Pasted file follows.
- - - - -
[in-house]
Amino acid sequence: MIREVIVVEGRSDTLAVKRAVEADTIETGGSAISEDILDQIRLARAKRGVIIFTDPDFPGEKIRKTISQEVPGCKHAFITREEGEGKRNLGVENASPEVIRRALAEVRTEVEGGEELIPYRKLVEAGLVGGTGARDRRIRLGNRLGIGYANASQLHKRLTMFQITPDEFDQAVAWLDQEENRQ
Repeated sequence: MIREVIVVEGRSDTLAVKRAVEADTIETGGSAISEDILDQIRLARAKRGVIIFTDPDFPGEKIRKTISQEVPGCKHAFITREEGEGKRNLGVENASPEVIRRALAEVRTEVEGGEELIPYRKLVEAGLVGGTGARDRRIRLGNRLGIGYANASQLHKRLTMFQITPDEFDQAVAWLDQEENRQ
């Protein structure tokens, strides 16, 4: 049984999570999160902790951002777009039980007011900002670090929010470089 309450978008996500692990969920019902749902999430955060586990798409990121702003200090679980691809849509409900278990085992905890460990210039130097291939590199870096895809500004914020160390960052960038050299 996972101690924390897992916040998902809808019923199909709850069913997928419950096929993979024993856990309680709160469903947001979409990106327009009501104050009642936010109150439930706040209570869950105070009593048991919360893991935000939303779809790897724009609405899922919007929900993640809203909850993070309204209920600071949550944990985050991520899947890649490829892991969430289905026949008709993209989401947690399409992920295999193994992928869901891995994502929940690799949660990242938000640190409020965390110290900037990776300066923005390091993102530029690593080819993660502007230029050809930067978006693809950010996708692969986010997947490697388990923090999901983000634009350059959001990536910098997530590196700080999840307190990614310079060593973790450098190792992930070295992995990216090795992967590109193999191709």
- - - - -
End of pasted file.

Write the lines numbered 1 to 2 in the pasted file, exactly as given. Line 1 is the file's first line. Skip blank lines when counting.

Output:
[in-house]
Amino acid sequence: MIREVIVVEGRSDTLAVKRAVEADTIETGGSAISEDILDQIRLARAKRGVIIFTDPDFPGEKIRKTISQEVPGCKHAFITREEGEGKRNLGVENASPEVIRRALAEVRTEVEGGEELIPYRKLVEAGLVGGTGARDRRIRLGNRLGIGYANASQLHKRLTMFQITPDEFDQAVAWLDQEENRQ